District Attorney Lisa Green will not run for re-election in 2018, she said Monday, setting up what could be a very competitive race to be Kern County's top prosecutor.

There already are three potential candidates to succeed Green, who told her staff Thursday she will not be seeking a third four-year term.

The first is Assistant District Attorney Scott Spielman, Green’s right-hand man. That’s whom she will support.

The other two are Deputy District Attorney Chad Louie and Supervising Deputy District Attorney Cynthia Zimmer.

Green's early support for Spielman, she said, is based on his broad range of skills.

He is “a good, solid prosecutor,” Green said. But there is a critical need for the next district attorney to also be skilled at handling the office budget and other administrative tasks, she said.

“I think it’s really important for that person to have a strong management background,” Green said. “Neither (former D.A.) Ed Jagels or myself had that. I’m a quick learner but it did take time to get up to speed.”

Spielman has spent the last six years building the skills she thinks he will need.

“That’s where I see him having the advantage over the other two,” Green said.

Spielman confirmed he plans to run, motivated by the challenges that face the office and county as a whole.

Some people might look at the way things are in society now — with the release of prisoners under new state laws and changes to prosecution and public safety — and ask why anyone would get involved in public office, he said.

“This is something I thought long and hard about,” Spielman said. “Somebody has to do it and you have to have somebody good in there.”

He said Green has been generous in including him in the day-to-day workings of the office — from personnel to budget matters — and it's given him a chance to build up those skills.

“Just because you’re a good prosecutor doesn’t mean you’re going to be a good district attorney, a good leader,” Spielman said. “I’m the right person for the job.”

Louie said he’s exploring a run.

“I’m having a lot of my colleagues and my family asking me to run,” he said.

Louie said he is a fourth-generation Kern County native who has experience in private practice and as a mechanical engineer prior to joining the D.A.'s office.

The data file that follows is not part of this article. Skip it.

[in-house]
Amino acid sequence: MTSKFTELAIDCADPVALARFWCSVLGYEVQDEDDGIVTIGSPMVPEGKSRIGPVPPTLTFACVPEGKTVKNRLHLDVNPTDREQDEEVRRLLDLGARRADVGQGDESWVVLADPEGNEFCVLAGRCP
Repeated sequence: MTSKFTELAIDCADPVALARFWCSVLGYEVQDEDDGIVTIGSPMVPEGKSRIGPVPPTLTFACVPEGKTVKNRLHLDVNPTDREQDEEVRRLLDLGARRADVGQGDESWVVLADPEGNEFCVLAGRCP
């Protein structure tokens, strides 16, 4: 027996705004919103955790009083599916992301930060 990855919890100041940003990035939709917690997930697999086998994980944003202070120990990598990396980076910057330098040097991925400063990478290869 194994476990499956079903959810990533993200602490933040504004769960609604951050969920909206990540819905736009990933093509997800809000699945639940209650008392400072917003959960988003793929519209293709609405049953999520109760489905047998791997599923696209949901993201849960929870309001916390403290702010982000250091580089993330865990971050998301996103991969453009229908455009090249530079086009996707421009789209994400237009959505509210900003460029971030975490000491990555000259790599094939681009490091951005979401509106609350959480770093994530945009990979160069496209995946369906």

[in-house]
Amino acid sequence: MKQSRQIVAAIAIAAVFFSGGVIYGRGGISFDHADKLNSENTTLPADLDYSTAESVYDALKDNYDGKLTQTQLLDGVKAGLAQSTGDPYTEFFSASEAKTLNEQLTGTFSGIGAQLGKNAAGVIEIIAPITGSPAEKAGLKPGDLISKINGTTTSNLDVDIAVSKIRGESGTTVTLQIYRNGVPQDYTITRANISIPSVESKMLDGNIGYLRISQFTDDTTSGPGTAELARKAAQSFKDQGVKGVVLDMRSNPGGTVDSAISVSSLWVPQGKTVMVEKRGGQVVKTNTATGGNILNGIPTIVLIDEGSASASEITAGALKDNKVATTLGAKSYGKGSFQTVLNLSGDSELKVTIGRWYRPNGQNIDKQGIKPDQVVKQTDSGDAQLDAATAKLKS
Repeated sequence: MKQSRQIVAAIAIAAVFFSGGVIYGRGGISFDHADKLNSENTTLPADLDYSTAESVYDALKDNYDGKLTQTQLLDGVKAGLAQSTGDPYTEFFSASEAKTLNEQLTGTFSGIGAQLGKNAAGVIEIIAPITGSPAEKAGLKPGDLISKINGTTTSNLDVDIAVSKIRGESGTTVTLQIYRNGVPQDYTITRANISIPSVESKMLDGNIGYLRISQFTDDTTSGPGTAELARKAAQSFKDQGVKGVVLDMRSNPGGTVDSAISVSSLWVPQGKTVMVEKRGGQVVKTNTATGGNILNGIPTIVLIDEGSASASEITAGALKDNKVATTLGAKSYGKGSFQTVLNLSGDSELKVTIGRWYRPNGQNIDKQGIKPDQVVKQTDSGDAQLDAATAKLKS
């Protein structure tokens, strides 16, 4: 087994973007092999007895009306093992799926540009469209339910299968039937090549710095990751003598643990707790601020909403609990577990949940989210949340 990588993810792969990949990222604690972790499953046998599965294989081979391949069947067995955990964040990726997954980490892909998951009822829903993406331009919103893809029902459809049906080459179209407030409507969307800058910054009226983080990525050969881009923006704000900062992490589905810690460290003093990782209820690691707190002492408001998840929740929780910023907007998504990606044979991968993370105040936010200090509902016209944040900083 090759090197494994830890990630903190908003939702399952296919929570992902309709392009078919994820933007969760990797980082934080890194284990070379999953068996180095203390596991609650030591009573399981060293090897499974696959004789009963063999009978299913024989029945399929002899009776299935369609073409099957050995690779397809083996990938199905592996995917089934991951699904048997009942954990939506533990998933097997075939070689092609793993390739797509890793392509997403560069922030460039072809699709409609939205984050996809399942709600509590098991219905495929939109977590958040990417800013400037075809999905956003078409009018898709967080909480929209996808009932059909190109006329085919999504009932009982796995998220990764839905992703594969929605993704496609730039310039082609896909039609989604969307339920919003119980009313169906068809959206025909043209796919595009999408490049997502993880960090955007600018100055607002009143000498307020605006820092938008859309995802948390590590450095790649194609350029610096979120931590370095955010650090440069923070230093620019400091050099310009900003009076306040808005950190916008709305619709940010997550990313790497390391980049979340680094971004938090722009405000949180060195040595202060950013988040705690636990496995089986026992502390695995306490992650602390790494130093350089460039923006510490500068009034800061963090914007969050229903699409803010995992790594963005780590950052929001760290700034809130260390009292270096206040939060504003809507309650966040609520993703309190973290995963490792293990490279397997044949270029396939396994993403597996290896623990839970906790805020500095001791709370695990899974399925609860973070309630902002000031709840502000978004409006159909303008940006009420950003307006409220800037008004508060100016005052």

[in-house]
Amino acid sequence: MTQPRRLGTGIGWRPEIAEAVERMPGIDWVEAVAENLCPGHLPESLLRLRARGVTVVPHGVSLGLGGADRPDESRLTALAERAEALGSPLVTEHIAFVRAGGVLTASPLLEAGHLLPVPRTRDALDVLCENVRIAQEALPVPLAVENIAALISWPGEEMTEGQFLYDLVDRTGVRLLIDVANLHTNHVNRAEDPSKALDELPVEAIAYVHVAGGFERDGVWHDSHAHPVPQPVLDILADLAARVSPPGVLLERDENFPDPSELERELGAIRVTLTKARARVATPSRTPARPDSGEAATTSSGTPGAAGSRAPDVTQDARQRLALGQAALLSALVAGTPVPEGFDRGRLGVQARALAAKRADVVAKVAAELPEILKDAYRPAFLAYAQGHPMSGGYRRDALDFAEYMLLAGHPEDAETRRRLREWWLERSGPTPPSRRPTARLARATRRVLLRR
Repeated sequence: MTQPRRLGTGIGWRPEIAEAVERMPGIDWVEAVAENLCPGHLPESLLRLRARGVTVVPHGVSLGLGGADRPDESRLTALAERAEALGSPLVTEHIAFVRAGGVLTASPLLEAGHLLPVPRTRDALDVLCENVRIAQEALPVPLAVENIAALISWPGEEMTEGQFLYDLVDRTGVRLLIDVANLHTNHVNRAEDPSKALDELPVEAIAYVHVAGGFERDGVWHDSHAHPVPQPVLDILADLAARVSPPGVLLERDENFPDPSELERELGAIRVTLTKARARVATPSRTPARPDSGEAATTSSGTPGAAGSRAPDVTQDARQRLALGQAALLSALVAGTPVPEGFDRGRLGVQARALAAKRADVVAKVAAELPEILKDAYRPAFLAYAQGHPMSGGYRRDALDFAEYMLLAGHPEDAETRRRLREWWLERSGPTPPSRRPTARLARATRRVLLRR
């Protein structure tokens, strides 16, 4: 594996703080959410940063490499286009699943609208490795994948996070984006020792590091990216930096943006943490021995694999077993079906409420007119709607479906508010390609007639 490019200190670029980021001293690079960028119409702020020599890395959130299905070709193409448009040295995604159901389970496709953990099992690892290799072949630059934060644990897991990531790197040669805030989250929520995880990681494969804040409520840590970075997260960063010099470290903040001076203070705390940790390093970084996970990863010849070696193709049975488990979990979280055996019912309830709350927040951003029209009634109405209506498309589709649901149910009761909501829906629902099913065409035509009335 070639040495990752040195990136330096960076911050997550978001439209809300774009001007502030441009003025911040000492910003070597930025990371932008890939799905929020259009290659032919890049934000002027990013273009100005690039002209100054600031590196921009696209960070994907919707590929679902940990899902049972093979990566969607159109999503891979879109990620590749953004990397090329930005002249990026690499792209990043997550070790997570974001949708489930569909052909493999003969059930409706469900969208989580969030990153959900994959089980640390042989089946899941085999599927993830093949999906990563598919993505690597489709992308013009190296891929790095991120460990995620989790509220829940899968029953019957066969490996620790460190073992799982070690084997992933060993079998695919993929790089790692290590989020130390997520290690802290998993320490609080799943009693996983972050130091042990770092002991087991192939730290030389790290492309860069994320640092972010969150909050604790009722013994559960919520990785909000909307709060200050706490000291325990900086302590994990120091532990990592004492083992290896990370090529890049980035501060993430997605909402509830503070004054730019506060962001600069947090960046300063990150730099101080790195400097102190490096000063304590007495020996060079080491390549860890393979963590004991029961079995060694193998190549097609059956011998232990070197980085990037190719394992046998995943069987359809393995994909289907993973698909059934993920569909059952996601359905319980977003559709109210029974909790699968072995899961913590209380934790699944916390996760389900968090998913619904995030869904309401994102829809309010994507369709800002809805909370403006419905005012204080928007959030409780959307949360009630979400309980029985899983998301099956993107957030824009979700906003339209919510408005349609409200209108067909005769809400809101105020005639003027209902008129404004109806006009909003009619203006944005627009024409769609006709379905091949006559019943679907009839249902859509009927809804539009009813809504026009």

He also serves on the Kern County Planning Commission and is active in local and statewide Republican politics.

He was recently elected vice chair of the Kern County Republican Central Committee.

It is that breadth of experience, he said, that make him uniquely qualified to sit in the D.A.’s seat.

“Many people in my office and law enforcement have encouraged me to run and I am considering it,” he said.

Louie handled the case of former correctional officer Christopher Cruse, who resigned in disgrace from Kern Valley State Prison after reports surfaced in 2012 that he filed a false report after fighting with an inmate to settle a dispute. Cruse pleaded no contest to three misdemeanors.

In 2010, Louie handled the first trial of four Los Angeles-based gang members charged with robbing Golden West Casino. After 17 days of trial, a mistrial was declared after a prosecution witness provided prejudicial information that was ordered prohibited in a pretrial motion.

Louie admitted he had not warned the witness of the pretrial motion beforehand.

The gang members were convicted at a retrial in which Deputy District Attorney Jim Simson took over the case from Louie.

Zimmer said she is praying about the decision and expects to announce her conclusion soon.

She said she has a wide range of experience in her 32 years in the office and has spent 19 years in management.

“I have done a lot of serious cases that have touched a lot of very vulnerable victims in the very vulnerable area of east Bakersfield, which has been impacted so badly by gang violence,” Zimmer said.

Through that work, she said, she has developed strong connections with the community that will be important for a district attorney to have.

“If I choose to do it I will be the best person for the job,” she said.

Among the notable cases prosecuted by Zimmer is the trial of Billy Ray Johnson, the so-called “Eastside Rapist” who terrorized the east Bakersfield community the summer of 2013.

Johnson was convicted of 24 crimes, including multiple counts of rape, and sentenced in May 2015 to life in prison without parole and 300 years to life, plus 123 years.

In 2011, she prosecuted Kerry Dana Hastings, a member of the East Side Crips who shot and killed three men in separate gang-related shootings. Zimmer noted at Hastings’ sentence that his one regret was that in one of the shootings he hadn’t managed to kill a higher-level gang member.

He was sentenced to life in prison without parole.

Staff writer Jason Kotowski contributed to this report.

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